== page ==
Three Billion New Capitalists | Clyde V. Prestowitz Jr.

Summary of: Three Billion New Capitalists: The Great Shift of Wealth and Power to the East
By: Clyde V. Prestowitz Jr.

Introduction

Embark on an enlightening journey through the book summary of ‘Three Billion New Capitalists: The Great Shift of Wealth and Power to the East’ by Clyde V. Prestowitz Jr. This eye-opening examination highlights how global power dynamics are shifting, with financial and technological leadership migrating from the United States to Asia. As China and India emerge as global manufacturing and services hubs, billions of people are leaving socialist systems behind in favor of capitalism, transforming the global economic landscape. This summary will provide valuable insights into globalization, trade policies, economic history, and the consequences of these shifts for the United States.

America’s Borrowed Wealth

The US has lived on borrowed wealth since the 1970s as Americans continue to consume globally manufactured goods paid for with IOUs. The rise of China and India’s capitalist economies have added billions of skilled workers to the international competition, and Americans have been happy to let their jobs and industries go. The US trade deficit is now so extreme that central bankers accept them with serious reservations, and some have been looking for alternatives to the dollar. However, the US is running out of dominant industries to export, and the collapse of the dollar could result in the worst economic crisis in decades.

The rise of China and India’s capitalist economies has had a significant impact on the US economy. As billions of skilled workers have entered the global competition, the US has seen a decline in its once-dominant industries. Americans continue to consume globally manufactured goods paid for with IOUs, living on borrowed wealth since the 1970s. The US’s international post-WWII economic arrangements established it as the engine of global economic recovery by consuming more than it produced. Nixon’s closing of the gold window in 1971 removed the last remaining discipline on US consumption, and since then, the US has offered only paper in exchange for what the rest of the world makes.

U.S. trade deficits are now so extreme that central bankers accept them with serious reservations. Some countries have been looking for alternatives to the dollar, as its value declines. This could lead to a significant sell-off of dollars, resulting in the US suffering the worst economic crisis in decades. In fact, the worst-case scenario would be a sudden, massive sell-off of dollars, causing a world financial panic, which could be triggered by something minor, such as the assassination of a second-rate archduke.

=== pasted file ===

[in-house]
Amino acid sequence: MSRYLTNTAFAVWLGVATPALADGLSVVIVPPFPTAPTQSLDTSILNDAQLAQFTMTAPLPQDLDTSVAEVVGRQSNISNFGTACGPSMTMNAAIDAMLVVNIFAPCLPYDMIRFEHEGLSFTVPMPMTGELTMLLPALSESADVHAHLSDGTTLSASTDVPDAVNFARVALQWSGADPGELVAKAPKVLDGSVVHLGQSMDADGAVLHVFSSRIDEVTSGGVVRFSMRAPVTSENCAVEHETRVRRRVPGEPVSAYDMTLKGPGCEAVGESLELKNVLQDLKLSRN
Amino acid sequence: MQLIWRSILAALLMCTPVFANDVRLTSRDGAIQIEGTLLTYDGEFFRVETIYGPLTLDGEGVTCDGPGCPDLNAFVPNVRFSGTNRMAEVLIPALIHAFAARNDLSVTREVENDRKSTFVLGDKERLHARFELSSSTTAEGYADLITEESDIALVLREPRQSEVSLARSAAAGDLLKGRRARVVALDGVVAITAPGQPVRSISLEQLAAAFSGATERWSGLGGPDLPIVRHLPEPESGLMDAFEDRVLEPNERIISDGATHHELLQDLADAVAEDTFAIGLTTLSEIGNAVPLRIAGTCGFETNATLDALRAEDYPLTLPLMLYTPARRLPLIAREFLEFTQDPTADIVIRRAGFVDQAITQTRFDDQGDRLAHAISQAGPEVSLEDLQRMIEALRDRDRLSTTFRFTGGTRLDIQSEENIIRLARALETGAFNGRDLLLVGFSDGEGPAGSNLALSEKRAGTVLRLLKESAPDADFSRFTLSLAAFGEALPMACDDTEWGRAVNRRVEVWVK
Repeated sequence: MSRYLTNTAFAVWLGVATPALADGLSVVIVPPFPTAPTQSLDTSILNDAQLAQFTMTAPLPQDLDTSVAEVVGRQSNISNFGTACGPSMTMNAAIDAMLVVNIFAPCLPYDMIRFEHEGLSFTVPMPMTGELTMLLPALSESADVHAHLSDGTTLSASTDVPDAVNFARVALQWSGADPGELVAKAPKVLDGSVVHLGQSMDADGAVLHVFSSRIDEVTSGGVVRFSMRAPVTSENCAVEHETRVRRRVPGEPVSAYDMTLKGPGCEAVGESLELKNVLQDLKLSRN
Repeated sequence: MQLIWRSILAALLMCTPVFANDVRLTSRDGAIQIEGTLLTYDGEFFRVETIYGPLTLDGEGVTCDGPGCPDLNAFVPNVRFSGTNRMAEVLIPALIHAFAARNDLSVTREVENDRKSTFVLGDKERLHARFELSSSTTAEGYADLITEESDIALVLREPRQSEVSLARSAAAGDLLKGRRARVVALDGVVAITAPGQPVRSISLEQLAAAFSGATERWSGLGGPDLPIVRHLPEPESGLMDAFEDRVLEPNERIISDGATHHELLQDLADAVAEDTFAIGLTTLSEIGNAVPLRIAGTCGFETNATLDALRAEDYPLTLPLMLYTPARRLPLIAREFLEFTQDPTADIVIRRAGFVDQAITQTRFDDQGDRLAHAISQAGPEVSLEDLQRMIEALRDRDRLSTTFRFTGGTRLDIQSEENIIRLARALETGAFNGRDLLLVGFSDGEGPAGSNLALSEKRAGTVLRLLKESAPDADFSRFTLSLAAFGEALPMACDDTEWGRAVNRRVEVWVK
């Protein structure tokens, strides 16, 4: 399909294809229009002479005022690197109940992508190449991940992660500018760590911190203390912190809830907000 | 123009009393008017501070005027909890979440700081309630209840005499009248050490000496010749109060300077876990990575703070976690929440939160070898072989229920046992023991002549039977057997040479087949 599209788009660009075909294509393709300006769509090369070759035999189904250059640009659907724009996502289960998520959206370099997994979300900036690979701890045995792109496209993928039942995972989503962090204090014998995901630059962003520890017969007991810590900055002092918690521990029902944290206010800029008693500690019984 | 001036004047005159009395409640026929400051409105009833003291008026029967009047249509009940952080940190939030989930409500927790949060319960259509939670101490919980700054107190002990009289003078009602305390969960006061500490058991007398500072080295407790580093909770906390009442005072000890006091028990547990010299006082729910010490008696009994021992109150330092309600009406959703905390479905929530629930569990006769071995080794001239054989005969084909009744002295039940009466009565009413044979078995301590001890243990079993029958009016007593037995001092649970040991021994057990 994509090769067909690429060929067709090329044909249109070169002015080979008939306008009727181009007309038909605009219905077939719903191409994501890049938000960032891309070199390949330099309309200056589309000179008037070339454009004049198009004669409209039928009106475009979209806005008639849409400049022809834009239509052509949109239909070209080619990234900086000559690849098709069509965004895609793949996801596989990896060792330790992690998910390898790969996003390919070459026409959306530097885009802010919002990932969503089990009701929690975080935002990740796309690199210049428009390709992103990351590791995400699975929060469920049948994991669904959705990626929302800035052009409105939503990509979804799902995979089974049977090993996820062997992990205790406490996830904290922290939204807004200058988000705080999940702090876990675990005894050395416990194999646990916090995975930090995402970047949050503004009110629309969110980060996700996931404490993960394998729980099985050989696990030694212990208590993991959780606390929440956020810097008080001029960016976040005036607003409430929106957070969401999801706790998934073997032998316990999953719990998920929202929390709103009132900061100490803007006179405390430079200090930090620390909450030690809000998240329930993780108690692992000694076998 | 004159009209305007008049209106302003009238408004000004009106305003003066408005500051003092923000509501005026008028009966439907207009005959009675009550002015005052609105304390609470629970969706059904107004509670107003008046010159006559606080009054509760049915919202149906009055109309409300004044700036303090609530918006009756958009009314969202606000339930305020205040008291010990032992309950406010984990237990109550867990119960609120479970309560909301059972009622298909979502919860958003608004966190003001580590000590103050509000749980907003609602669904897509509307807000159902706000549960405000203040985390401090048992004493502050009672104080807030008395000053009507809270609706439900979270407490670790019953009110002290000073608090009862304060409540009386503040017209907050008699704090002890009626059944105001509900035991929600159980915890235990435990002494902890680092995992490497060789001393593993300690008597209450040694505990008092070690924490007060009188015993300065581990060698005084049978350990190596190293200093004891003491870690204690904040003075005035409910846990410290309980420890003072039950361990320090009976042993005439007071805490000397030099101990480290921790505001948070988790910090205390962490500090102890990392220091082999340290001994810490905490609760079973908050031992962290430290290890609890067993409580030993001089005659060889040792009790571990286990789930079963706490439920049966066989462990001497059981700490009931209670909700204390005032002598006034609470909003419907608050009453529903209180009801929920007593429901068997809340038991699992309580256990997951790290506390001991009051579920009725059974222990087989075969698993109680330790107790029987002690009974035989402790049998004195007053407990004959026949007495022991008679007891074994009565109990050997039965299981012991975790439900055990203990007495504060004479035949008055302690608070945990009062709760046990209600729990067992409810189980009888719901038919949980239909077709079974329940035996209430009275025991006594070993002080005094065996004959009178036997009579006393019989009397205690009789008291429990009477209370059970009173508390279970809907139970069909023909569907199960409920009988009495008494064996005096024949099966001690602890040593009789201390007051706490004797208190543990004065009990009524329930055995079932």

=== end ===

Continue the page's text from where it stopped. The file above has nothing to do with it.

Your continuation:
To make exports cheaper and help mitigate the severity of the economic problems, the US could rely on classical macroeconomics theory, suggesting a falling currency could be an advantage for exports. However, this theory presumes that the US has something to export. The US manufacturing industry has dwindled to only 12.7% of GDP, making it hard to compete with China. Services were once an option, but India has followed a national policy of targeting software and services. Thus the US cannot compete with India in this market. Even a dramatic collapse in the dollar might not help US exports. Without exports, the US would be vulnerable to unemployment and inflation.

In conclusion, a massive sell-off of dollars is inevitable. To understand why, one needs to examine how the US got into this position. The US has lived on borrowed wealth since the 1970s as Americans continue to consume globally manufactured goods paid for with IOUs. As China and India’s economies continue to grow and the US loses its dominant industries, the US is running out of industries to export. This could lead to significant unemployment and inflation or even the worst economic crisis in decades.

The Cycles of Globalization

This summary traces the cycles of globalization back to Prince Henry of Portugal’s exploration of Africa and Asia in the 1400s, which led to a shift in wealth and power from the East to the West. It highlights how the two world wars, the Great Depression, and Communism’s rise and fall all contributed to the dissolution of global empires and trade links, causing a temporary halt to globalization until the post-World War II era. The summary goes on to explain how the US’s consumption-driven economy fueled the second wave of globalization that lasted until the early 1970s when the Bretton Woods conference established the dollar as the world’s reserve currency. The summary then examines the third wave of globalization, which is currently underway, and how the trend lines in American education, productivity, and investment are sloping downward, with China and India poised to become the world’s largest economies.

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